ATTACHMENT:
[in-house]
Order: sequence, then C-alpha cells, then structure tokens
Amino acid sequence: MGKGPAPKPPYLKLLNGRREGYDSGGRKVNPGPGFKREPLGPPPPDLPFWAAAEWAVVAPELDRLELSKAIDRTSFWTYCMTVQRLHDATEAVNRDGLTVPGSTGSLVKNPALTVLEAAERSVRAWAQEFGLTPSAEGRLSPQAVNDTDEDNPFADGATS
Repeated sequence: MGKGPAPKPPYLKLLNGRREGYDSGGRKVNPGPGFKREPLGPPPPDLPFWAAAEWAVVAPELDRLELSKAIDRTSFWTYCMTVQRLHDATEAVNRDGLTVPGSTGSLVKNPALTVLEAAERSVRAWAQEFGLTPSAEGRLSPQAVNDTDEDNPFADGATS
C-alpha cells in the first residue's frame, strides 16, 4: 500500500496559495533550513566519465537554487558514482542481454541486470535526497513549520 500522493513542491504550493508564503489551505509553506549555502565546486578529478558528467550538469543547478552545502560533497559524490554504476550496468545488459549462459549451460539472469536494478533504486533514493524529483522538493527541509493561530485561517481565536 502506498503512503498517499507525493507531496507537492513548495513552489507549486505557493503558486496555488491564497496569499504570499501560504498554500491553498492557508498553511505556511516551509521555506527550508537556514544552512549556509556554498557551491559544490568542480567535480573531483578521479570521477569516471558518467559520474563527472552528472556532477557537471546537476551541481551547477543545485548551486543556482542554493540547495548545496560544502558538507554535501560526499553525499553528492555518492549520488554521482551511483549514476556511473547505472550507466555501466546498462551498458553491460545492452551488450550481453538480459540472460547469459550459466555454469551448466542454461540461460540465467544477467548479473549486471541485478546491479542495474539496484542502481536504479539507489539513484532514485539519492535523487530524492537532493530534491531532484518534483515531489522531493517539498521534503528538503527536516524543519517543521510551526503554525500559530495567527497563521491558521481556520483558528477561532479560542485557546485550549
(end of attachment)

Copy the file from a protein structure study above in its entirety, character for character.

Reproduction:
[in-house]
Order: sequence, then C-alpha cells, then structure tokens
Amino acid sequence: MGKGPAPKPPYLKLLNGRREGYDSGGRKVNPGPGFKREPLGPPPPDLPFWAAAEWAVVAPELDRLELSKAIDRTSFWTYCMTVQRLHDATEAVNRDGLTVPGSTGSLVKNPALTVLEAAERSVRAWAQEFGLTPSAEGRLSPQAVNDTDEDNPFADGATS
Repeated sequence: MGKGPAPKPPYLKLLNGRREGYDSGGRKVNPGPGFKREPLGPPPPDLPFWAAAEWAVVAPELDRLELSKAIDRTSFWTYCMTVQRLHDATEAVNRDGLTVPGSTGSLVKNPALTVLEAAERSVRAWAQEFGLTPSAEGRLSPQAVNDTDEDNPFADGATS
C-alpha cells in the first residue's frame, strides 16, 4: 500500500496559495533550513566519465537554487558514482542481454541486470535526497513549520 500522493513542491504550493508564503489551505509553506549555502565546486578529478558528467550538469543547478552545502560533497559524490554504476550496468545488459549462459549451460539472469536494478533504486533514493524529483522538493527541509493561530485561517481565536 502506498503512503498517499507525493507531496507537492513548495513552489507549486505557493503558486496555488491564497496569499504570499501560504498554500491553498492557508498553511505556511516551509521555506527550508537556514544552512549556509556554498557551491559544490568542480567535480573531483578521479570521477569516471558518467559520474563527472552528472556532477557537471546537476551541481551547477543545485548551486543556482542554493540547495548545496560544502558538507554535501560526499553525499553528492555518492549520488554521482551511483549514476556511473547505472550507466555501466546498462551498458553491460545492452551488450550481453538480459540472460547469459550459466555454469551448466542454461540461460540465467544477467548479473549486471541485478546491479542495474539496484542502481536504479539507489539513484532514485539519492535523487530524492537532493530534491531532484518534483515531489522531493517539498521534503528538503527536516524543519517543521510551526503554525500559530495567527497563521491558521481556520483558528477561532479560542485557546485550549